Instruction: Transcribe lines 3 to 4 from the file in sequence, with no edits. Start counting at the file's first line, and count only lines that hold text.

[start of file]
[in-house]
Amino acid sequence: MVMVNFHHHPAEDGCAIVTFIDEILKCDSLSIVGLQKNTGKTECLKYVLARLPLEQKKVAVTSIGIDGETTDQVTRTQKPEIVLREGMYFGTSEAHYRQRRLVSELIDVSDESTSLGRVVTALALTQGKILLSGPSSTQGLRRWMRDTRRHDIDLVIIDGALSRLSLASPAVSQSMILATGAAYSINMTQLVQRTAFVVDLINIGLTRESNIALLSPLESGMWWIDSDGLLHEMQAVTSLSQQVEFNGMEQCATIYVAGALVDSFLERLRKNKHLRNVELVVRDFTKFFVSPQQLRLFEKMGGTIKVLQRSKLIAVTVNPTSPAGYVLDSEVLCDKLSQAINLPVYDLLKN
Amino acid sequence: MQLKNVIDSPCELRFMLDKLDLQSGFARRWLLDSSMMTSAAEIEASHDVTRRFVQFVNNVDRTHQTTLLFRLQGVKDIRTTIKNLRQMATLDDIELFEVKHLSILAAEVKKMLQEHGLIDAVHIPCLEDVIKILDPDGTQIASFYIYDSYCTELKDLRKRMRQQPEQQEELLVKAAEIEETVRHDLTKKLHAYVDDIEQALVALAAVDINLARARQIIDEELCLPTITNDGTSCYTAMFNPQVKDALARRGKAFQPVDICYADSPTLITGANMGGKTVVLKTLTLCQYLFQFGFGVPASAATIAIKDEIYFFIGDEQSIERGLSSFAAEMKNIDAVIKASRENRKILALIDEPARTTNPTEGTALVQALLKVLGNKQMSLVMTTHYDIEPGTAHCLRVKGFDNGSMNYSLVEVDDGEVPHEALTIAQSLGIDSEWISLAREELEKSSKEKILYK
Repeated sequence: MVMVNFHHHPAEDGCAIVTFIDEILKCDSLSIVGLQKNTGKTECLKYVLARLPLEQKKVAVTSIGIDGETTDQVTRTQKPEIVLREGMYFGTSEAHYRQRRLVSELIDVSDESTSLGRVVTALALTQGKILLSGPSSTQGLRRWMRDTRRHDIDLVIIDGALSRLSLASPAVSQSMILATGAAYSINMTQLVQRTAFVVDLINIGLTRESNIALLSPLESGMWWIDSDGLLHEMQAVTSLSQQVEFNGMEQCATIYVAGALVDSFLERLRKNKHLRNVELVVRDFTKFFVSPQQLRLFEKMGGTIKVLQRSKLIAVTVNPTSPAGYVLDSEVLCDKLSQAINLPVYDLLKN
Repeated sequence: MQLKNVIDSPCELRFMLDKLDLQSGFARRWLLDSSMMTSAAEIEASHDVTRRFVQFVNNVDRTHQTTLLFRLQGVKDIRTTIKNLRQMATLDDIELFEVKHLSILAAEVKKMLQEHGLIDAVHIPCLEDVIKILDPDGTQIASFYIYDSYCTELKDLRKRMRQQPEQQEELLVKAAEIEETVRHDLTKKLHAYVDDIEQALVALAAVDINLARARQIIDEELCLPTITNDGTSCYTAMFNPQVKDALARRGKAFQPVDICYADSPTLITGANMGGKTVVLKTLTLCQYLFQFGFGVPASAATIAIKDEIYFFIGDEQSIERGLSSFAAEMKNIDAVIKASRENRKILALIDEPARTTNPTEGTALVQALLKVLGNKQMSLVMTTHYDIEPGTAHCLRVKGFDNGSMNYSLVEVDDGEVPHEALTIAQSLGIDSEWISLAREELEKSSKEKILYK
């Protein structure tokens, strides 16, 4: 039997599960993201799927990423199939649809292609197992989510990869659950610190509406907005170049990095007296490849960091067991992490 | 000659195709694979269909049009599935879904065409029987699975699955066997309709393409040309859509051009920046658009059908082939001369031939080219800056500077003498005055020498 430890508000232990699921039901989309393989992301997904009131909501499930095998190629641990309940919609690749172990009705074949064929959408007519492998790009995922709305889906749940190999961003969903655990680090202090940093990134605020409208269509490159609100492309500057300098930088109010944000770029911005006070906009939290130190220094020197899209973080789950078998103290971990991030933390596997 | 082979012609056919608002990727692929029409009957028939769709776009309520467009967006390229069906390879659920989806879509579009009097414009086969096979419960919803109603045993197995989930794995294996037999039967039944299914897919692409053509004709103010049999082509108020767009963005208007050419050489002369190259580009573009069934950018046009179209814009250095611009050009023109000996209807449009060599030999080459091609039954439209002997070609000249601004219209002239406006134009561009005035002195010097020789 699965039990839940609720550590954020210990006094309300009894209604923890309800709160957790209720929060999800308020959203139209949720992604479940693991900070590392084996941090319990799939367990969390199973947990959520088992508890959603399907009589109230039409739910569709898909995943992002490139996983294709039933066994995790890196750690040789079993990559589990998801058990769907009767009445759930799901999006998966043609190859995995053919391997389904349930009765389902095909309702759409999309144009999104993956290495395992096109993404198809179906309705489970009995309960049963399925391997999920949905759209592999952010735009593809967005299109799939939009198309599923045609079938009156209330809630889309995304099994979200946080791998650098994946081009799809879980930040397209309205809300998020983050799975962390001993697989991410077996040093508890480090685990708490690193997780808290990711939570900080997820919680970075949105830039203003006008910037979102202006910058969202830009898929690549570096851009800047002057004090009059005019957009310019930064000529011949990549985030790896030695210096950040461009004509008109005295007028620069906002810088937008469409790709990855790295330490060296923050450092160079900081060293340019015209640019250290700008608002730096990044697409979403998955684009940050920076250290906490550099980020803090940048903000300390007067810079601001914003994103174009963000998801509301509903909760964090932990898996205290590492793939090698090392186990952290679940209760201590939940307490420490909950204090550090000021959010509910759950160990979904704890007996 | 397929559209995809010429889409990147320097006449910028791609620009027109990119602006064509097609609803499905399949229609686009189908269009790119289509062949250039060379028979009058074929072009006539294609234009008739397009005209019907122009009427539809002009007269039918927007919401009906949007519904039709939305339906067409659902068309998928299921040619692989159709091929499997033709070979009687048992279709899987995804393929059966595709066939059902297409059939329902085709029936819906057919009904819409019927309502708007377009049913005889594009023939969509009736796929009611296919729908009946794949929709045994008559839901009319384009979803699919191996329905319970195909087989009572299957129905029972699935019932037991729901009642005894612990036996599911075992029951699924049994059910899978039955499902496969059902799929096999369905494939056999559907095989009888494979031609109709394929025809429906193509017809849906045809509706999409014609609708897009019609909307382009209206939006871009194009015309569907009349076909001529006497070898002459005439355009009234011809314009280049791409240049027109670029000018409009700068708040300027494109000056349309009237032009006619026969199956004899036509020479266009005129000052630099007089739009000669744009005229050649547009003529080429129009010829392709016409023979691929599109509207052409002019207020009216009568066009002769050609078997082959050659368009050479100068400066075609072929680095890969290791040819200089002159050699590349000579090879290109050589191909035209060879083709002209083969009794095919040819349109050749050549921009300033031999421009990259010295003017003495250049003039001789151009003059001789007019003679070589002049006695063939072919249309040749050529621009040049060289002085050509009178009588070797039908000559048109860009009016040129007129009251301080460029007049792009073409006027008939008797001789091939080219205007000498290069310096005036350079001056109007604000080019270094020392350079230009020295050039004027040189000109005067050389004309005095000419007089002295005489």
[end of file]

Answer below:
Amino acid sequence: MQLKNVIDSPCELRFMLDKLDLQSGFARRWLLDSSMMTSAAEIEASHDVTRRFVQFVNNVDRTHQTTLLFRLQGVKDIRTTIKNLRQMATLDDIELFEVKHLSILAAEVKKMLQEHGLIDAVHIPCLEDVIKILDPDGTQIASFYIYDSYCTELKDLRKRMRQQPEQQEELLVKAAEIEETVRHDLTKKLHAYVDDIEQALVALAAVDINLARARQIIDEELCLPTITNDGTSCYTAMFNPQVKDALARRGKAFQPVDICYADSPTLITGANMGGKTVVLKTLTLCQYLFQFGFGVPASAATIAIKDEIYFFIGDEQSIERGLSSFAAEMKNIDAVIKASRENRKILALIDEPARTTNPTEGTALVQALLKVLGNKQMSLVMTTHYDIEPGTAHCLRVKGFDNGSMNYSLVEVDDGEVPHEALTIAQSLGIDSEWISLAREELEKSSKEKILYK
Repeated sequence: MVMVNFHHHPAEDGCAIVTFIDEILKCDSLSIVGLQKNTGKTECLKYVLARLPLEQKKVAVTSIGIDGETTDQVTRTQKPEIVLREGMYFGTSEAHYRQRRLVSELIDVSDESTSLGRVVTALALTQGKILLSGPSSTQGLRRWMRDTRRHDIDLVIIDGALSRLSLASPAVSQSMILATGAAYSINMTQLVQRTAFVVDLINIGLTRESNIALLSPLESGMWWIDSDGLLHEMQAVTSLSQQVEFNGMEQCATIYVAGALVDSFLERLRKNKHLRNVELVVRDFTKFFVSPQQLRLFEKMGGTIKVLQRSKLIAVTVNPTSPAGYVLDSEVLCDKLSQAINLPVYDLLKN